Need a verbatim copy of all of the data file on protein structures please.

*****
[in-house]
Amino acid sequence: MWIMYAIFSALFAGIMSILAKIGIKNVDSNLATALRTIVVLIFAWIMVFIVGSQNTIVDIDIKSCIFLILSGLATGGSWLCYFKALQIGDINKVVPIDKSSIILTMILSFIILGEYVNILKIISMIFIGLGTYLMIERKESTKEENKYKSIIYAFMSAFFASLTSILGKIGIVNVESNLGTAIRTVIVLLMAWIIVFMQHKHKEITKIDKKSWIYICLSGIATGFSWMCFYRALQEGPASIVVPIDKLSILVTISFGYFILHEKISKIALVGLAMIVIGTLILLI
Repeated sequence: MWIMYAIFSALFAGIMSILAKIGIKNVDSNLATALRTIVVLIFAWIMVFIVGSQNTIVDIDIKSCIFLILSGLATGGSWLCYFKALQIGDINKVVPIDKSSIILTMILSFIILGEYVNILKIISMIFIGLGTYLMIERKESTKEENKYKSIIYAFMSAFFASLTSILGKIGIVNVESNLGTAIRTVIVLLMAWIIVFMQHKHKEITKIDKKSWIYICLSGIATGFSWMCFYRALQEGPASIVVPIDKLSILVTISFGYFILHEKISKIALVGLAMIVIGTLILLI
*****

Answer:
[in-house]
Amino acid sequence: MWIMYAIFSALFAGIMSILAKIGIKNVDSNLATALRTIVVLIFAWIMVFIVGSQNTIVDIDIKSCIFLILSGLATGGSWLCYFKALQIGDINKVVPIDKSSIILTMILSFIILGEYVNILKIISMIFIGLGTYLMIERKESTKEENKYKSIIYAFMSAFFASLTSILGKIGIVNVESNLGTAIRTVIVLLMAWIIVFMQHKHKEITKIDKKSWIYICLSGIATGFSWMCFYRALQEGPASIVVPIDKLSILVTISFGYFILHEKISKIALVGLAMIVIGTLILLI
Repeated sequence: MWIMYAIFSALFAGIMSILAKIGIKNVDSNLATALRTIVVLIFAWIMVFIVGSQNTIVDIDIKSCIFLILSGLATGGSWLCYFKALQIGDINKVVPIDKSSIILTMILSFIILGEYVNILKIISMIFIGLGTYLMIERKESTKEENKYKSIIYAFMSAFFASLTSILGKIGIVNVESNLGTAIRTVIVLLMAWIIVFMQHKHKEITKIDKKSWIYICLSGIATGFSWMCFYRALQEGPASIVVPIDKLSILVTISFGYFILHEKISKIALVGLAMIVIGTLILLI